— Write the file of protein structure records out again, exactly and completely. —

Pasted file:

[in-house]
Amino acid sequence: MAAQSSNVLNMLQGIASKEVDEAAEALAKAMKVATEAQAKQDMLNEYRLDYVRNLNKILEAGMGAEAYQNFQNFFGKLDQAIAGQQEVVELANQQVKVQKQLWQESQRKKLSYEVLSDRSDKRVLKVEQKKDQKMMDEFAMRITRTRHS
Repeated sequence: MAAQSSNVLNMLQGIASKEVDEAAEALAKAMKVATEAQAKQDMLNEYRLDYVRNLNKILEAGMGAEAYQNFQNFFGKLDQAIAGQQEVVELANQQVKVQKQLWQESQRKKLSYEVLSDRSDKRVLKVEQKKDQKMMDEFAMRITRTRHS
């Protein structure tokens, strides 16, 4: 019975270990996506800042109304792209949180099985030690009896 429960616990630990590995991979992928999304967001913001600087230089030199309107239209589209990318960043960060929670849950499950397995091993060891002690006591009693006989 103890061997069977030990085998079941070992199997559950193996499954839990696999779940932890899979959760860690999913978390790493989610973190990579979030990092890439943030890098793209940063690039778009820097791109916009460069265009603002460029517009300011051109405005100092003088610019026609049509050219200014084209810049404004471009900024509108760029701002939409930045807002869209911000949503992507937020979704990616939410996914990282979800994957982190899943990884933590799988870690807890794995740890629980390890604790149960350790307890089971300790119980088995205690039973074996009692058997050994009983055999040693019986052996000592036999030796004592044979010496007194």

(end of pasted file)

[in-house]
Amino acid sequence: MAAQSSNVLNMLQGIASKEVDEAAEALAKAMKVATEAQAKQDMLNEYRLDYVRNLNKILEAGMGAEAYQNFQNFFGKLDQAIAGQQEVVELANQQVKVQKQLWQESQRKKLSYEVLSDRSDKRVLKVEQKKDQKMMDEFAMRITRTRHS
Repeated sequence: MAAQSSNVLNMLQGIASKEVDEAAEALAKAMKVATEAQAKQDMLNEYRLDYVRNLNKILEAGMGAEAYQNFQNFFGKLDQAIAGQQEVVELANQQVKVQKQLWQESQRKKLSYEVLSDRSDKRVLKVEQKKDQKMMDEFAMRITRTRHS
């Protein structure tokens, strides 16, 4: 019975270990996506800042109304792209949180099985030690009896 429960616990630990590995991979992928999304967001913001600087230089030199309107239209589209990318960043960060929670849950499950397995091993060891002690006591009693006989 103890061997069977030990085998079941070992199997559950193996499954839990696999779940932890899979959760860690999913978390790493989610973190990579979030990092890439943030890098793209940063690039778009820097791109916009460069265009603002460029517009300011051109405005100092003088610019026609049509050219200014084209810049404004471009900024509108760029701002939409930045807002869209911000949503992507937020979704990616939410996914990282979800994957982190899943990884933590799988870690807890794995740890629980390890604790149960350790307890089971300790119980088995205690039973074996009692058997050994009983055999040693019986052996000592036999030796004592044979010496007194």